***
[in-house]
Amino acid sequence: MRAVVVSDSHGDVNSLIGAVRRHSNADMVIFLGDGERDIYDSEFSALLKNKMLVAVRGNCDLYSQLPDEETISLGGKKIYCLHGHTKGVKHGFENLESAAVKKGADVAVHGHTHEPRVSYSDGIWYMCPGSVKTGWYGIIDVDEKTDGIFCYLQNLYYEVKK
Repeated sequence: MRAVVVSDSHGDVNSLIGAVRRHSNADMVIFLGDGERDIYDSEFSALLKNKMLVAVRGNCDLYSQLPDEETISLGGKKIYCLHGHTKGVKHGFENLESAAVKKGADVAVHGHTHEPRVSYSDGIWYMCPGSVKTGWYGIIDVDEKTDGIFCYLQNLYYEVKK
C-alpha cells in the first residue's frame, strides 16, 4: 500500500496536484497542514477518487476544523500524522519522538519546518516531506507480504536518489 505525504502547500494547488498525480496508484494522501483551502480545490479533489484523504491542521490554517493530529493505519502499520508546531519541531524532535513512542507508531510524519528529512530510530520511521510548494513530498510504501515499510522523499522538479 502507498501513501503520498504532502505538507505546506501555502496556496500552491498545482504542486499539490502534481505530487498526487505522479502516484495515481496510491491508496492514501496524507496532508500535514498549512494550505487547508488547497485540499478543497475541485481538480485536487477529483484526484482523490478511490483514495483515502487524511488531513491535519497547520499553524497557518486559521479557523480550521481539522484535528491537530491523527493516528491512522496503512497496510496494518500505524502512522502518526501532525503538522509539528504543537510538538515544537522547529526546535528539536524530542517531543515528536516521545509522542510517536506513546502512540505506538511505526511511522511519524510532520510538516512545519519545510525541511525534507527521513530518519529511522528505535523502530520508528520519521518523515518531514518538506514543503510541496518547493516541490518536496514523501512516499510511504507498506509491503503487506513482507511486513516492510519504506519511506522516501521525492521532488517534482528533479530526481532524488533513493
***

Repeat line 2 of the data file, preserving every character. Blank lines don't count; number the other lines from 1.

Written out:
Amino acid sequence: MRAVVVSDSHGDVNSLIGAVRRHSNADMVIFLGDGERDIYDSEFSALLKNKMLVAVRGNCDLYSQLPDEETISLGGKKIYCLHGHTKGVKHGFENLESAAVKKGADVAVHGHTHEPRVSYSDGIWYMCPGSVKTGWYGIIDVDEKTDGIFCYLQNLYYEVKK